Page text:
resort to coal, wrecked its climate change goals and tried to jumpstart renewables as a replacement way too early in their evolution. Other than that, though, spetzel ice cream, right?
The forced closure of RWE's Biblis nuclear power plant after the Fukushima accident was unlawful, the German Supreme Administrative Court has ruled. The utility is now likely to sue for considerable damages.
This has a quality somewhat similar to the shutdown of the Yucca Mountain used fuel repository in this country – similarly precipitous, largely political in nature and, ultimately, inspiring lawsuits that prevail over the government actions.
There are differences, too. Yucca Mountain is inscribed as the repository in the Nuclear Waste Act, so closing it runs afoul of a federal law. In Germany, the laws of which I know next to nothing, the situation is different:
Efforts to force the shutdowns were "formally unlawful because [RWE] had not been consulted and this constituted a substantial procedural error," said the court.
As I said, what this relates to, I have no idea. It could be a nuclear specific law or one that applies to industry and business generally or maybe just to utilities. But the upshot is significant:
Plant owner RWE can now sue for compensation over the loss of the Biblis units as an asset.
Well, someone can sue, as we’ll see further on. The World Nuclear News story reports that other reactor operators such as Vattenfall, e.On and EnBW will likely not pursue RWE’s approach – apparently this is (at least partly) a state action – that is, brought by the state itself - and would have to duplicated in the states where these companies operate, so the decision doesn’t apply throughout the country. But the companies are not sitting idle, either, unlike some of their reactors.
Instead the companies are contesting the constitutionality of the 2011 amendment to the Atomic Act which redrew operating periods for remaining reactors. Another set of questions on the fuel tax have now been referred by German courts to the European Court of Justice. Sweden-owned Vattenfall is contesting the shutdown via international arbitration.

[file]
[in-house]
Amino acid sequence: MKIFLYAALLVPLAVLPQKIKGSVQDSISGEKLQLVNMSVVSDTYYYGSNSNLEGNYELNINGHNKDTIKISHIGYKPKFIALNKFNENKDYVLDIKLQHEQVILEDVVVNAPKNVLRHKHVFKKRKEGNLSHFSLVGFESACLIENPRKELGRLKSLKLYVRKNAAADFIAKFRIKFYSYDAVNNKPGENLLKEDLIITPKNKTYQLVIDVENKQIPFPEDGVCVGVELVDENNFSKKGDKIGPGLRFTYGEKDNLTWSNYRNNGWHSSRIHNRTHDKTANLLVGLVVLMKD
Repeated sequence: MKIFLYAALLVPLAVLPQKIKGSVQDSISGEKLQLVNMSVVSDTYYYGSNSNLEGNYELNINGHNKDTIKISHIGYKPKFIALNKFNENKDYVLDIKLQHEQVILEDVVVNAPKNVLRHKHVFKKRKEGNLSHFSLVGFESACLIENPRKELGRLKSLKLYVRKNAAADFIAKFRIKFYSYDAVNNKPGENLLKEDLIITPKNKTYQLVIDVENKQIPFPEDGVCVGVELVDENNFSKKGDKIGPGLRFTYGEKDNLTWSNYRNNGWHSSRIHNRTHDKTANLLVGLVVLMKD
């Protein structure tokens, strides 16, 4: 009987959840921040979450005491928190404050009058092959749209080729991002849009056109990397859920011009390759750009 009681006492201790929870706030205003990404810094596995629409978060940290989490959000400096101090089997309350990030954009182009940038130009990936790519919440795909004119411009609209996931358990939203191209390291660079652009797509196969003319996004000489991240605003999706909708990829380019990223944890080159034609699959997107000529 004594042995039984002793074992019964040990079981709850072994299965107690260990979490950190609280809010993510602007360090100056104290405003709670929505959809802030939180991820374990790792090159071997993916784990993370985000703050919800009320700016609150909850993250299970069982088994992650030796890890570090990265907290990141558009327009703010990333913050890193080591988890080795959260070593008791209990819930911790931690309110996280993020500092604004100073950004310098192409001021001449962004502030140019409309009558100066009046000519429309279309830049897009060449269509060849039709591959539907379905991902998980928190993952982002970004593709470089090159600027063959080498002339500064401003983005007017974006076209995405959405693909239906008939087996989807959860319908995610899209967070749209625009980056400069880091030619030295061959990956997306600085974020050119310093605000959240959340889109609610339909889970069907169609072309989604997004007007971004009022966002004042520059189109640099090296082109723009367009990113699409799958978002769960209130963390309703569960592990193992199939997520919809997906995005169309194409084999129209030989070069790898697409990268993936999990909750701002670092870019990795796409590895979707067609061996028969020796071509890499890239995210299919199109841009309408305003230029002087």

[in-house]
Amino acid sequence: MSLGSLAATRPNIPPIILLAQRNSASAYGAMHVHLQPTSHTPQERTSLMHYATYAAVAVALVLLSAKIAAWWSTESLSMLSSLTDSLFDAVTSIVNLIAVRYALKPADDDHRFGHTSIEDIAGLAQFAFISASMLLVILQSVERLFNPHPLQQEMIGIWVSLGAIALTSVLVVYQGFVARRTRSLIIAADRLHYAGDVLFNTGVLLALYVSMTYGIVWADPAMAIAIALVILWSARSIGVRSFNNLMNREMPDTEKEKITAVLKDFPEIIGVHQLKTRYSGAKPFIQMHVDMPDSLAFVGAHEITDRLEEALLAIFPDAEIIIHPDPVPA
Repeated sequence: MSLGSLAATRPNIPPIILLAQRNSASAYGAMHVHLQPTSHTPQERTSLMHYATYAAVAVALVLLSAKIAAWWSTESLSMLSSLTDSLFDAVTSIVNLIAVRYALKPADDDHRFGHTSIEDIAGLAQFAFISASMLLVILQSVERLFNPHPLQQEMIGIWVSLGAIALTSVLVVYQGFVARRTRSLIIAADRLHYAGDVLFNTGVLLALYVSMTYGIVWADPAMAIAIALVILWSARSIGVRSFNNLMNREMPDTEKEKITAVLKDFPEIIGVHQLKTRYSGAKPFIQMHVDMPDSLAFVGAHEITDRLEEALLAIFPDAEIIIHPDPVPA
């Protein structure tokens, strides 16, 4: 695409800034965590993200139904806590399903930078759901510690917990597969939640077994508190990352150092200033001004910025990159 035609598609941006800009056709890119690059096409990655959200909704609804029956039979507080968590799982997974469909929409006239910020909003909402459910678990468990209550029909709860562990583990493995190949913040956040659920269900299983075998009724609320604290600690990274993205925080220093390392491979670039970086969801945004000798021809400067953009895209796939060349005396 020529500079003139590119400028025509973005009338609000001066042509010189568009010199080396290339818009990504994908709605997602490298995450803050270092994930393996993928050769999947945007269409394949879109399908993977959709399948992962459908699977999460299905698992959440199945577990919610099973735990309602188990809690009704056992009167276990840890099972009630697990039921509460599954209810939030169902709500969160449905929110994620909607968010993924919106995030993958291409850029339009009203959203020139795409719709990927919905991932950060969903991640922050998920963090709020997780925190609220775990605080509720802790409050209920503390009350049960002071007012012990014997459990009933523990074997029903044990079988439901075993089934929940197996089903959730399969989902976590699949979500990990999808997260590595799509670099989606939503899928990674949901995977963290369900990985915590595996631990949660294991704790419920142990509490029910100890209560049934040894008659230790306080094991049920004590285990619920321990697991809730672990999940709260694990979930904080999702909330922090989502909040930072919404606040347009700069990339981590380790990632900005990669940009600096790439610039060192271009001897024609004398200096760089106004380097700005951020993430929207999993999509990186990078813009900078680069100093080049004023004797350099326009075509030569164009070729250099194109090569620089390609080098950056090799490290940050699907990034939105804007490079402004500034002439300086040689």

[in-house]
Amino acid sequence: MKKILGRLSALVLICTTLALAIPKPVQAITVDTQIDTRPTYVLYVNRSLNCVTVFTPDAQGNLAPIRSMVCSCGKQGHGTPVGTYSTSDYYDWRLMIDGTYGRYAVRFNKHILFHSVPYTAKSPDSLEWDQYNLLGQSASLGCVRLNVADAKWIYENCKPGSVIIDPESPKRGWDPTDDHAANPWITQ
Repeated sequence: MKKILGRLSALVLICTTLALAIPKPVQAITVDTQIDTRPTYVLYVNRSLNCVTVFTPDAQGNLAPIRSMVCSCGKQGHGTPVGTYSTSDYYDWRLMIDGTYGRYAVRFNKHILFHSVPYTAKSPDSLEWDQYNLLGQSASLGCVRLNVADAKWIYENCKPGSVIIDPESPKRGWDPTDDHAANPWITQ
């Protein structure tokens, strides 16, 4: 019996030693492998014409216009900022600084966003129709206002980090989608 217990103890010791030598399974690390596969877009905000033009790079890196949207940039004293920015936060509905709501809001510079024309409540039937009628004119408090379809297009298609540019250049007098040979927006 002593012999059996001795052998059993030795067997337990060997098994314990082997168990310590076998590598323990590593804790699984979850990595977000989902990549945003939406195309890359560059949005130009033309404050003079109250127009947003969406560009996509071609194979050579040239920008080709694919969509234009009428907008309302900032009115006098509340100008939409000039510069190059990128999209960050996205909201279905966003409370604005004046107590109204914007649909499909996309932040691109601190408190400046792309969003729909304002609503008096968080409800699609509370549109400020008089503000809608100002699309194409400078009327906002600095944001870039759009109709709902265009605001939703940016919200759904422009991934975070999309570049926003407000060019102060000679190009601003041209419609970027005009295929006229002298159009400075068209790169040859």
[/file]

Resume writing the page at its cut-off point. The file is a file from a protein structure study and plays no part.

Couldn’t happen to a nicer country – sincerely, I worked for a spell in Germany some years ago and enjoyed the experience mightily – but what a mess. We’ve argued that a country must make its own choices about its energy options without pesky outsiders weighing in. If nuclear energy “loses”, it loses. You can’t win them all. But it’s not just nuclear energy that’s losing here, it’s the German people, too. That’s the real shame of all this.
I poked around some German sites to see if there’s some interesting additional information there, but World Nuclear News caught the highlights really well. One story said that RWE lost this action in a lower court before prevailing in the state supreme court. One thing about these stories is how blunt German reporting sounds next to English:
Die vorübergehende Stilllegung des Atomkraftwerks Biblis war rechtswidrig. Das hat das Bundesverwaltungsgericht bestätigt. Hessen drohen damit Schadenersatzforderungen in dreistelliger Millionenhöhe. Die Landesregierung will das Urteil prüfen.
Which means (roughly – my German was never very good):
Closing the nuclear facility Biblis temporarily was illegal. The Federal Administrative Court confirmed this. Hesse [the state; Frankfurt is the biggest city] has threatened to sue for hundreds of millions [of Euro, I guess] in damages, but the state government said it will study the ruling first.
Right to the point. It’s also almost identical in content to the World Nuclear News lede, except that it stresses the role of the state government and says it will be the state that brings suit, not RWE. I can’t really tease out how Hesse and RWE interact as a matter of law – World Nuclear News may have this correct because it has a better understanding of this than I do. RWE is not owned by Hesse or Germany, so perhaps its corporate identity and who can sue who for what in Germany are factors, too. Subjects for further research.